Heroin Bests Methadone to Treat Some Addicts
A Canadian study reports that heroin may be better than methadone in the treatment of long-term addicts. This “hair of the dog” type treatment appears to benefit heroin addicts who have not responded to methadone treatment.
According to the study, which appears in the August 20 issue of the New England Journal of Medicine, the majority of the estimated one million people addicted to opioids in North America are addicted to heroin. Up to one quarter of these addicts do not respond well to methadone, making it virtually impossible for them to shake their habit without another treatment approach. The use of medical heroin - injectable diacetylmorphine, which is the active ingredient in heroin - may be an answer.
In the Canadian study, the North American Opiate Medication Initiative researchers selected 251 heroin addicts who had at least a five-year history of opioid use and who were currently injecting opioids daily. The individuals randomly were assigned to receive oral methadone (111 participants), medical heroin injections (115), or injections of hydromorphone (25), a narcotic medication with effects similar to those of medical heroin.
Nearly 88 percent of the medical heroin group remained in the study, compared with 54 percent of those who received methadone. Illicit drug use or other illegal activities decline 67 percent in the medical heroin group and 48 percent in the methadone group. Ten nonfatal overdoses and six cases of seizures occurred in the medical heroin users, which indicates that this therapeutic approach should be used only when immediate medical interventions are available.
In a statement appearing in the online DbTechNo, Dr. Martin Schecter, the principle investigator of the study, said “We now have evidence to show that heroin-assisted therapy is safe and effective treatment for people with chronic heroin addiction who have not benefited from previous [methadone] treatments.” He noted that combining therapies may help the most seriously addicted individuals, keep them in treatment longer, and “help to improve their social and medical conditions.”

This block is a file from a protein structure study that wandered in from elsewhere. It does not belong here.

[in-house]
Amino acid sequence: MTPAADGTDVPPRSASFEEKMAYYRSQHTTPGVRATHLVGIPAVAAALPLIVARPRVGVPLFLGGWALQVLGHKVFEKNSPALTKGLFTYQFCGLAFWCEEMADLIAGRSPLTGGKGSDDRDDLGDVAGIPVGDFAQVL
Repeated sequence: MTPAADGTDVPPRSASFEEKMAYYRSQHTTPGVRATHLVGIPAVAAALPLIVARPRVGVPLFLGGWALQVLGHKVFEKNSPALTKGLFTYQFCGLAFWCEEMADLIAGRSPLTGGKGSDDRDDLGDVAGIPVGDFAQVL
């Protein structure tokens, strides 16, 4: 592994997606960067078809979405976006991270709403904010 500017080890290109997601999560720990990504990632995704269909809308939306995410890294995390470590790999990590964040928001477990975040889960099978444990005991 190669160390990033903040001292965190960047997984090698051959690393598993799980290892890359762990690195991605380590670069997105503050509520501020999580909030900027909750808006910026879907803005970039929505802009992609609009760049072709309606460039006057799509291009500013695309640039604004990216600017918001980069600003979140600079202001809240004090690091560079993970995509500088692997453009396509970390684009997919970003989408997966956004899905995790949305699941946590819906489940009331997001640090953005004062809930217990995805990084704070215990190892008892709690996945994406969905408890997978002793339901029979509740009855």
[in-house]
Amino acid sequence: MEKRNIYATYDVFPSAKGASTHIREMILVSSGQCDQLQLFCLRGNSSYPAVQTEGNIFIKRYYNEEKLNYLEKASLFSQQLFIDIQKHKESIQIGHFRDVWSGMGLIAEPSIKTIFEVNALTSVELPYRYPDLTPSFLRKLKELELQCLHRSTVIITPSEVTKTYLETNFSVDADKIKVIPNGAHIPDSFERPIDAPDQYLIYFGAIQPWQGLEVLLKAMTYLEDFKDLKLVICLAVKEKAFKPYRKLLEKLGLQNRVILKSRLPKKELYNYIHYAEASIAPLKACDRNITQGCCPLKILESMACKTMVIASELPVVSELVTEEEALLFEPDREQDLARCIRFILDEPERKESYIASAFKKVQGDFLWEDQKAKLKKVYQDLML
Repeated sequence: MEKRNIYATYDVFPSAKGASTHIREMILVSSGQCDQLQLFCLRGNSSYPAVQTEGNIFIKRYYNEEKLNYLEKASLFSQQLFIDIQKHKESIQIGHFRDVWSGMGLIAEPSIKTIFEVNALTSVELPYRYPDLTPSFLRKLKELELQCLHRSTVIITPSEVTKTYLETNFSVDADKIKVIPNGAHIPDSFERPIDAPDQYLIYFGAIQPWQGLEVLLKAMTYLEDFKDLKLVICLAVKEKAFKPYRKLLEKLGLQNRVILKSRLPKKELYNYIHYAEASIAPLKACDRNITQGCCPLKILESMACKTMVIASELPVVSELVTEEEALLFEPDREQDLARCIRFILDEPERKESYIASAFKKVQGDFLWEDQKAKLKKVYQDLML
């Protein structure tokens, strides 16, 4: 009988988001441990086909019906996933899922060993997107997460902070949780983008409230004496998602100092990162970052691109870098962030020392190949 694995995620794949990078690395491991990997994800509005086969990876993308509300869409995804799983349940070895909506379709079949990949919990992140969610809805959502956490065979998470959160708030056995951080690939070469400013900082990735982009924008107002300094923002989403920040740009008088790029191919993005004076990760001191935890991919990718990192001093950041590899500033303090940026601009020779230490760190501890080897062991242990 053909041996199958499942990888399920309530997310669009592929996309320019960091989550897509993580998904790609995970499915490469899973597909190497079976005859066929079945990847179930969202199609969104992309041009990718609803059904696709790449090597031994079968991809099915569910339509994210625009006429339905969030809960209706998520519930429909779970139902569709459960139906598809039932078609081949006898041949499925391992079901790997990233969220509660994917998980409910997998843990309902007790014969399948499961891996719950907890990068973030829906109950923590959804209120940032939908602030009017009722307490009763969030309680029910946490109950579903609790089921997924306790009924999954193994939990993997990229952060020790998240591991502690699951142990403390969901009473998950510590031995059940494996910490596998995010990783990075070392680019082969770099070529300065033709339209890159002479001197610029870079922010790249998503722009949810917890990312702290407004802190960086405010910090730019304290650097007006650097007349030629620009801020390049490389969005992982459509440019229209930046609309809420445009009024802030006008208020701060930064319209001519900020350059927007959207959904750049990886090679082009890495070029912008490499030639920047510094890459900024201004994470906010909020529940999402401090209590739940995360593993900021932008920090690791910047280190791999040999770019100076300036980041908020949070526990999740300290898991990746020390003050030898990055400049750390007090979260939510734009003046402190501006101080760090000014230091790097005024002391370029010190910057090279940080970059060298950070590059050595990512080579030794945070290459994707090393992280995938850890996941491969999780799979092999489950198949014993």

According to the latest figures available from the National Institute of Drug Abuse (the 2003 National Survey on Drug Use and Health), an estimated 3.7 million people had used heroin at some point in their lives, and about 314,000 Americans had used heroin in the past year. The majority of heroin users are male and age 26 years or older.
It is unlikely that medical heroin will be approved in the United States to treat addicts, where methadone is the treatment of choice. Hydromorphone, however, which has advantages similar to those of medical heroin, is approved for use in the United States. Because the current study did not include a sufficient number of people treated with hydromorphone, more research is needed in this area.
National Institute of Drug Abuse
US News & World Report